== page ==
Milk Dry One Patient Sample

milk a cow
Research with patients is challenging and can be very rewarding and I mean not only for the researcher. To my opinion research ads value to patient care. Usually patients participating in research are better cared for, their treatment is more according to well documented and evaluated protocols. Monitoring makes wait and see impossible.

Results from these patient centered trials benefits patient care at the short and long term. If a treatment center publishes their results these results are usually implemented in their treatment protocols.

There is also a downside to this. Trials usually also means a lot of testing and blood samples to be drawn. I think these disadvantages out ways the benefits in patient care. One restriction is that study design should be good enough to make the results worthwhile. I hate it when authors excuse the lack of a control group or placebo group as can be read in a recent post about Vagus Nerve Stimulation research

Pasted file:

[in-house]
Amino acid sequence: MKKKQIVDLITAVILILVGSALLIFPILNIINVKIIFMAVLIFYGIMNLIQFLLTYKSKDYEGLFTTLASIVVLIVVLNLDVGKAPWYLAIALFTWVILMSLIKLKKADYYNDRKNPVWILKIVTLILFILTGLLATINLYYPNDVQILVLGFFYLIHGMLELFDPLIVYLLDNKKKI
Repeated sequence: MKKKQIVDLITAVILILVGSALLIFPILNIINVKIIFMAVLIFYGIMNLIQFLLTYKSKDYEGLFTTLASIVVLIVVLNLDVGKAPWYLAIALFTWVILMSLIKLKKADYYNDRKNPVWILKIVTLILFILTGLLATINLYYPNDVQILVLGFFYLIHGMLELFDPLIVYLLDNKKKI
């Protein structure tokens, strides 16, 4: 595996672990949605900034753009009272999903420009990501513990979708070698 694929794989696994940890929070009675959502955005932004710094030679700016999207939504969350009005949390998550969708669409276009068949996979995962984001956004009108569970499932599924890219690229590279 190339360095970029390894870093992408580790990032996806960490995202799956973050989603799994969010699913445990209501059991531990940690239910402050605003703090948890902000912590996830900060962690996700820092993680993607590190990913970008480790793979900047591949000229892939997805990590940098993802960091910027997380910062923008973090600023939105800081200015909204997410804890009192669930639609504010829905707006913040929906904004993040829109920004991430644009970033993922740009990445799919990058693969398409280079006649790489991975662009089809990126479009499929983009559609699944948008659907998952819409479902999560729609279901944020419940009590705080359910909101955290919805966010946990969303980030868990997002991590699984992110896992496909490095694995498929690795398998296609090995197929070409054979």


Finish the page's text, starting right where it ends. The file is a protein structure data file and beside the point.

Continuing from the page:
The authors mention the argument sometimes used that it is unethical to use a controlled design with a sham condition. We are talking about patients treated with 3-7 different antidepressants and/or ECT. Mostly ill for years. I think it unethical to conduct another uncontrolled trial which will help our knowledge about the efficacy of VNS no further. Besides implanting a VNS is not peanuts nor going to a protocol of up to 1 year.

When preparing a lecture this dilemma about study design came to my mind. I have never seen a sample used for so many publications in high ranking medical journals than the patients taking part in a Vagus Nerve Stimulation research.

The research and follow up in 222 patients was used for several publications. The first publication was a terrific placebo controlled comparison of VNS with placebo. There was no significant difference between both groups. After that the patient sample was used for a follow-up of 12 months in total. Data from this sample is used in at least 3 other studies but all open and uncontrolled. Adding nothing or little to our knowledge for the use of VNS in depressed patients.

What do you think?

See also on this blog: VNS for depression an update